Recycled Water Project for Water Stability, Part 2

North Valley Regional Recycled Water Program Projected Completion

By Brian German, Associate Editor

In our continued coverage of the monumental North Valley Regional Recycled Water Program (NVRRWP), Anthea Hansen, general manager of the Del Puerto Water District, talked about the projected completion for the project.

Anthea Hansen, general manager, Del Puerto Water District
Anthea Hansen, general manager, Del Puerto Water District

“We estimate the pipeline will be completed by December 2017—less than two years,” Hansen stated. “The first year’s combined quantities, if both cities (Turlock and Modesto) are online at the start date, will be somewhere between 25K and 30K acre-feet per year,” Hansen calculated.

NVRRWP will convey recycled water from Turlock and Modesto, currently being discharged into the San Joaquin River, instead to the Delta-Mendota Canal via pipeline for storage purposes and later use. “The sense that we all have here,” said Hansen, “is that this transaction and this accomplishment will change the future of the Del Puerto Water District for the better. It will give us some stability in our base [water] supply that we know will come year in and year out.”

After many years of working with various agencies and collaborating with  multiple cities, the project has passed all of its major hurdles and is set to break ground within the next few months. Using recycled water from treatment plants will reduce reliance on unsustainable groundwater supplies and also lower the amount of water pumped from the Delta.

NVRRWP map recycled water
NVRRWP map (Source: NVRRWP map)

“People use water in the cities every day, 365 days a year,” explained Hansen. “The reliability of the supply is so important to us because, for such a long time, we have not had reliability in our water supply,” Hansen noted.

“We have 40-year agreements in place with both cities,” she continued. “As a result of the program, even in the first years, each irrigable acre in the district will receive somewhere between one half to three-quarters of an acre-foot of guaranteed water supply, year in and year out.”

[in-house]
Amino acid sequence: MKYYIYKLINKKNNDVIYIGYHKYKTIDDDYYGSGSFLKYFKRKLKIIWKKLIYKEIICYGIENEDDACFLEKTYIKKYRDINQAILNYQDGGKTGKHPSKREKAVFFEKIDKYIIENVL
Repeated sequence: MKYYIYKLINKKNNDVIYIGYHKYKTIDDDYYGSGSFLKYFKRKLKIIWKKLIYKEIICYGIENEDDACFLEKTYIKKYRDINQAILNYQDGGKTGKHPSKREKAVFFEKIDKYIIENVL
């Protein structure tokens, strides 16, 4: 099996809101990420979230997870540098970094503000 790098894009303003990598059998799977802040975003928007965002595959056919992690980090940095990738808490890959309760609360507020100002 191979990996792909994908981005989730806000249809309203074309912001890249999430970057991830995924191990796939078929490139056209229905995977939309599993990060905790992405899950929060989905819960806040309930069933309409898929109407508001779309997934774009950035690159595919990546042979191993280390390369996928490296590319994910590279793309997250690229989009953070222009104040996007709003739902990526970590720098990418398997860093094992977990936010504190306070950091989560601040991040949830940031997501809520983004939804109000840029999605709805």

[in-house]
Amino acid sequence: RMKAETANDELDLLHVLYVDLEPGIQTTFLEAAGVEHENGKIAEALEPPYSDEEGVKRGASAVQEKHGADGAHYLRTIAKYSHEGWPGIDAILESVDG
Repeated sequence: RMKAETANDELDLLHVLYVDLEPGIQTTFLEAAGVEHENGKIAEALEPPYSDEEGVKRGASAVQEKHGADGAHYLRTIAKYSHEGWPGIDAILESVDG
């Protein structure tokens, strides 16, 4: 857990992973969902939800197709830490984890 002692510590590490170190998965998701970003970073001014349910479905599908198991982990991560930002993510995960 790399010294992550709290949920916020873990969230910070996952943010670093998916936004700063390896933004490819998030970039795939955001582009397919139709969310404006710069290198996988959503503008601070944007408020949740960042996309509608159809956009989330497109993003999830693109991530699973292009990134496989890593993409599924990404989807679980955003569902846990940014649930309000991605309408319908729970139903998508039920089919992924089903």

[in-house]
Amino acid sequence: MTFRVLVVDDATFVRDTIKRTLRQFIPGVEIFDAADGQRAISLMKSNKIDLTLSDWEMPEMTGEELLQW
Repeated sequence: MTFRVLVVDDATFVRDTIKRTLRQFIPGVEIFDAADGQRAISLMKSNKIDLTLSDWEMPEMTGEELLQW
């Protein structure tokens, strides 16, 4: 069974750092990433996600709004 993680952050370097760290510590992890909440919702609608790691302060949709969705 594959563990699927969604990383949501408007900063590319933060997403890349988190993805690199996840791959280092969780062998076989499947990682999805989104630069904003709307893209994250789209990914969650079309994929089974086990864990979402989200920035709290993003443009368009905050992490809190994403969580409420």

Hansen added the project will sustain a growing population. “Over time,” she remarked, “as the cites grow and the populations expand, the quantities of water are projected to grow over the build-out period for the project.”

______________________________

See Also: Recycled Water Project for Water Stability, Part 1, “North Valley Regional Recycled Water Program: A New Water Source for Valley Farmers,” June 14, 2015.

Additional Benefits of the North Valley Regional Recycled Water Program

Recycled Water Project for Water Stability, Part 1

North Valley Regional Recycled Water Program: A New Water Source for Valley Farmers

Part One of a Five-Part Series

By Brian German, Associate Editor

Anthea Hansen, general manager of the Patterson, Calif.-based Del Puerto Water District, described the exciting work to bring more water stability in the form of recycled water to multiple Central Valley cities—in our five-part series on the North Valley Regional Recycled Water Program (NVRRWP)

“After six and a half years of effort,” Hansen said, “we have fully completed all of our environmental documentation, and most of the permitting is in hand.” Recently, the partners have interviewed and selected the preferred firm to construct the Modesto component of the project, so that process is underway.”

cropped-cropped-SLDMWA200x200Logo101714NVRRWP is a collaborative partnership that includes the cities of Modesto, Turlock and Ceres along with the Del Puerto Water District and Stanislaus County to solve the region’s water supply and reliability problemsThe program will provide a new source of water for agricultural customers in the Del Puerto Water District (DPWD), whose supplies have been severely impacted by drought and by environmental restrictions on pumping water from the Delta. Hansen noted the collaboration was the largest obstacle they were able to overcome.

“One of the biggest things that happened recently, a day we were all looking forward to,” noted Hansen, “is when the United States Department of the Interior, Bureau of Reclamation (Reclamation) executed the record of decision for our project, a document that supports not only the federal National Environmental Policy Act (NEPA) documentation but also the signing of a long-term contract. It will allow us to convey and store the recycled water in federal facilities,” she said, “and it will also support the sharing of a portion of the water with the wildlife refugees south of the Delta. That was a big milestone for our project.”

The cities of Turlock and Modesto will provide treated, recycled water to the Del Puerto Water District through a direct pipeline into the Delta-Mendota Canal. The district will then distribute that water to the agricultural customers within its service area.

After so many years already invested in the project, Hansen is excited the plan is coming together. “We worked lockstep with Reclamation for over three years,” Hansen said, “and we did some very extensive and thorough analysis. We had a great team and a good working relationship, and it looks like we are nearing the end of assembling all of the different pieces of this very complicated puzzle.”

_______________________

Resources:

Del Puerto Water District

North Valley Regional Recycled Water Program Map

Recycled Water Uses Allowed in California 

The Citizen’s Guide to the National Environmental Policy Act

San Luis & Delta-Mendota Water Authority Member Agencies Map

_______________________

See also, “Recycled Wastewater Could Help Growers in Del Puerto Water District, June 9, 2015.